Paramedics are dispatched for a 70-year-old man prone on the shower floor. He is warm but pulseless and apneic, and the monitor demonstrates ventricular fibrillation. ALS interventions are initiated, including manual CPR and immediate defibrillation at 200 joules.
With no change in rhythm, the medics continue the on-scene workup. Another shock at 200 joules is given, and then another. And then medications, mechanical CPR, and more shocks. And more shocks. Fifty minutes after EMS arrival and 13 jolts of electricity, the scribbles on the monitor are unchanged. The paramedics call for online medical control and request transport with mechanical CPR in progress. The patient decompensates to asystole during transport, and is pronounced dead upon ED arrival.
This case captures a longstanding and evolving debate about cardiac arrest in the field: Should paramedics scoop and go or stay and play? Or, in situations like this, is there a middle ground we might call quick play and go? The rationale for such an approach is that some EDs may have more effective options to treat refractory ventricular arrhythmias than electricity.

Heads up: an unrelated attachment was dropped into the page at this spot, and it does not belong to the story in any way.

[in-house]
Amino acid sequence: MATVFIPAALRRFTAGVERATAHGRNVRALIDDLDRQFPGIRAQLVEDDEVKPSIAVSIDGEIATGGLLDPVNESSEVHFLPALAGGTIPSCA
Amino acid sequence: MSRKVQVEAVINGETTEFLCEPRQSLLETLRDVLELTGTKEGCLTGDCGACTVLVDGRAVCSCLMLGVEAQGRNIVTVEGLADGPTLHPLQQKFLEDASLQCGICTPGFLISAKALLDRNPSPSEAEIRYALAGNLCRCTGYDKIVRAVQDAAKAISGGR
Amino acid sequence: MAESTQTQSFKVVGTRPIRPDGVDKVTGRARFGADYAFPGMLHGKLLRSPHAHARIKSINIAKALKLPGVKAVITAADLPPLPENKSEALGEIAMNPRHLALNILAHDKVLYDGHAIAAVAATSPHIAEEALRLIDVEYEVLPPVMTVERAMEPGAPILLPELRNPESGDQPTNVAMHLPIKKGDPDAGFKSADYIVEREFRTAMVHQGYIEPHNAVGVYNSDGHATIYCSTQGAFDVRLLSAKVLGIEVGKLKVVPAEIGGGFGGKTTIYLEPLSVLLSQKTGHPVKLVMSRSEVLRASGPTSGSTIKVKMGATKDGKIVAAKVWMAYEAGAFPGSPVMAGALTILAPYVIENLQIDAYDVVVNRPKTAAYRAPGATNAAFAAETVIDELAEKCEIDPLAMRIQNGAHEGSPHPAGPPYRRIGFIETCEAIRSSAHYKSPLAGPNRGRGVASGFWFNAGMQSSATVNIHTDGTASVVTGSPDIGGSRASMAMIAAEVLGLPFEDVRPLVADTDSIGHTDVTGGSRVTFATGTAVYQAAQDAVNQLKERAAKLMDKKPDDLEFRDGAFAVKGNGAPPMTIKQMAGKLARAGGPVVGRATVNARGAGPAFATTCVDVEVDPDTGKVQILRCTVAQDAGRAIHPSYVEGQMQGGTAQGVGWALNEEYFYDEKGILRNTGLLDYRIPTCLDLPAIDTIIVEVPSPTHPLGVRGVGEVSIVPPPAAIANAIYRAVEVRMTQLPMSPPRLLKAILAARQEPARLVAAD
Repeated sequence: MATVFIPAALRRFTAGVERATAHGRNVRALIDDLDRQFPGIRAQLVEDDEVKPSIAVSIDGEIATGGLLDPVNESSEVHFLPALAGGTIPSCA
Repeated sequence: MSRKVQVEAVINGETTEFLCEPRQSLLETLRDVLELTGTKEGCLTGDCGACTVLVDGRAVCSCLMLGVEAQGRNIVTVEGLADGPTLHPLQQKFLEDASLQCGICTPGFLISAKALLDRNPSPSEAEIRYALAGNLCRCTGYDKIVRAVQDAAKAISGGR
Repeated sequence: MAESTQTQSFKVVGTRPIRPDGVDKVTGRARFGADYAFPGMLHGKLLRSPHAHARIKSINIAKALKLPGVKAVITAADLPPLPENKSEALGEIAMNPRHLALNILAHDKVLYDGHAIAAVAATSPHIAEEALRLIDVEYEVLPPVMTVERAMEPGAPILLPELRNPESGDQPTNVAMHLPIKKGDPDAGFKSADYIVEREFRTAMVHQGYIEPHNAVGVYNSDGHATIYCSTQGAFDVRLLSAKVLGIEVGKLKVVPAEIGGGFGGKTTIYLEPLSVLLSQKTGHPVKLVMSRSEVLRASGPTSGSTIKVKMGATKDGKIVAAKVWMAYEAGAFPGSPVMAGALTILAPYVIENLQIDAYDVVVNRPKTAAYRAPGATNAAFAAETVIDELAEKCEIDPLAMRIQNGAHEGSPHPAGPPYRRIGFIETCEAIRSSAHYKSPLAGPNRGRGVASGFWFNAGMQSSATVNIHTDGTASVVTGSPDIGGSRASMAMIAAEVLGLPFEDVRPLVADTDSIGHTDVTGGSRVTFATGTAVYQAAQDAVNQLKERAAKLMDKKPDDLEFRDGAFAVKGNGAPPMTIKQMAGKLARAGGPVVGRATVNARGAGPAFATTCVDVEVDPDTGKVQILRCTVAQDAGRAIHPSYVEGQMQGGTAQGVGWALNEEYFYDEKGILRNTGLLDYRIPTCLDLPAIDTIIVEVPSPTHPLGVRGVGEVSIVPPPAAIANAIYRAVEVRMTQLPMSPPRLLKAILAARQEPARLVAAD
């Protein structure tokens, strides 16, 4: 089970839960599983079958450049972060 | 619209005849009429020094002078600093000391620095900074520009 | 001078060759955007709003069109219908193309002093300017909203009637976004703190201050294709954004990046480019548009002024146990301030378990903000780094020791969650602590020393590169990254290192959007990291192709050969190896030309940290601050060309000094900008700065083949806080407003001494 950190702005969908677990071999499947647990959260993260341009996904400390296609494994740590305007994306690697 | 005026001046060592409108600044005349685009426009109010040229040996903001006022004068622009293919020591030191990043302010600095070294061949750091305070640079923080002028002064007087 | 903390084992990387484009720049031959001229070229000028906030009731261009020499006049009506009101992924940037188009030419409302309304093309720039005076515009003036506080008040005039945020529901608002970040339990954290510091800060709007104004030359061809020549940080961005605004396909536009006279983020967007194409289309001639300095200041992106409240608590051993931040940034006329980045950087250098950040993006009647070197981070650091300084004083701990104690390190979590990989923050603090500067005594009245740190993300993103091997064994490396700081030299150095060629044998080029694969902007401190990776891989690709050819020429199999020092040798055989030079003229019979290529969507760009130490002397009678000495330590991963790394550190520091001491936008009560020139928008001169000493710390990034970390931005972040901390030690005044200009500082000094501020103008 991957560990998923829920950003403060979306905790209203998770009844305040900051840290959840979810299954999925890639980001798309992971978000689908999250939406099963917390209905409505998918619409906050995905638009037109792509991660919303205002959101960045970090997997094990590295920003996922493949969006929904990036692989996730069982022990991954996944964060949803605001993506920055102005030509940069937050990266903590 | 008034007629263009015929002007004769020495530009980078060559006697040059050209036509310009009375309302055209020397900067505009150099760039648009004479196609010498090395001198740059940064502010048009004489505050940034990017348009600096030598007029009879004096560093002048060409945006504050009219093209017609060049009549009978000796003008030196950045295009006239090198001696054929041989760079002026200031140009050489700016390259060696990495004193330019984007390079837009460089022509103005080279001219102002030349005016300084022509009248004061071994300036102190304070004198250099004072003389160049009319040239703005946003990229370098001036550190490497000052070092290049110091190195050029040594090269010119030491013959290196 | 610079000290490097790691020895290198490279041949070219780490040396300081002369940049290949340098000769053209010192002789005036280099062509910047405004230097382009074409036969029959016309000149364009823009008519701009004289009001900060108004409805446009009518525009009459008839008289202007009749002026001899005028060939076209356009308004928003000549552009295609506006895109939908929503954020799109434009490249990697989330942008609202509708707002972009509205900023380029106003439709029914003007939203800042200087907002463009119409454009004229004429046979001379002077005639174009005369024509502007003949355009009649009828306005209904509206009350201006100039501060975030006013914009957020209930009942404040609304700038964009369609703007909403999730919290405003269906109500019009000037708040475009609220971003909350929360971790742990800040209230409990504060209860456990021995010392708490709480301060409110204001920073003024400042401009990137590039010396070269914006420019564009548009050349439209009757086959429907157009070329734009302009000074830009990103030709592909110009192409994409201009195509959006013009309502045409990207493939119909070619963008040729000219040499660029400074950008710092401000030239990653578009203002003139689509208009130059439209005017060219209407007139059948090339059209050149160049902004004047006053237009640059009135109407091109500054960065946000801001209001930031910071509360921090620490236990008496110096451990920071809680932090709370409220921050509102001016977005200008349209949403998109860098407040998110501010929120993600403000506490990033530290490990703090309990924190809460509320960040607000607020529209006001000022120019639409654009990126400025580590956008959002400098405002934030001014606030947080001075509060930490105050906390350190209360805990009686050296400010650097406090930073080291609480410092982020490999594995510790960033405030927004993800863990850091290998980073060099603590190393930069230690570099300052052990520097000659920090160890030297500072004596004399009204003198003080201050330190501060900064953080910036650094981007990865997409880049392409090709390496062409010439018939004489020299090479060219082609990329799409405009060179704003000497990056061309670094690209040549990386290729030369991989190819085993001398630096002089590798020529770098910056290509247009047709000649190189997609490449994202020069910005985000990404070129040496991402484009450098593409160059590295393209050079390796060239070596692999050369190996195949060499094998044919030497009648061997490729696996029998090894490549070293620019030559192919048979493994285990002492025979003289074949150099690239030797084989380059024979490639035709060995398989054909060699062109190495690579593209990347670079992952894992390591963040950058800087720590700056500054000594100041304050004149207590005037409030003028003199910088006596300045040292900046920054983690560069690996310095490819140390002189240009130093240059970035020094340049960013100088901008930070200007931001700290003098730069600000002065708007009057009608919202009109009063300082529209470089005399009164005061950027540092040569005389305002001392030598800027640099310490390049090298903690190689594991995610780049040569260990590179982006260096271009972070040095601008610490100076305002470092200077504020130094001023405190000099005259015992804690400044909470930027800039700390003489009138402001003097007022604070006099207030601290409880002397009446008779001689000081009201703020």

Evidence supports using extracorporeal CPR for select cardiac arrest patients in the ED, but this modality may be impractical in many EDs, especially those with a low volume of cardiac arrest patients. If you are like us and do not currently have an ED equipped for extracorporeal membrane oxygenation nor a nearby cardiac arrest center, are there other means of maximizing support in the ED care for the potentially salvageable cardiac arrest patient?
The interventional cardiologists in our region have recently become bullish about using percutaneous mechanical circulatory support (MCS) devices, in particular the Impella (Abiomed, Danvers, MA), for the acute MI-induced cardiogenic shock patient, including those in active cardiac arrest.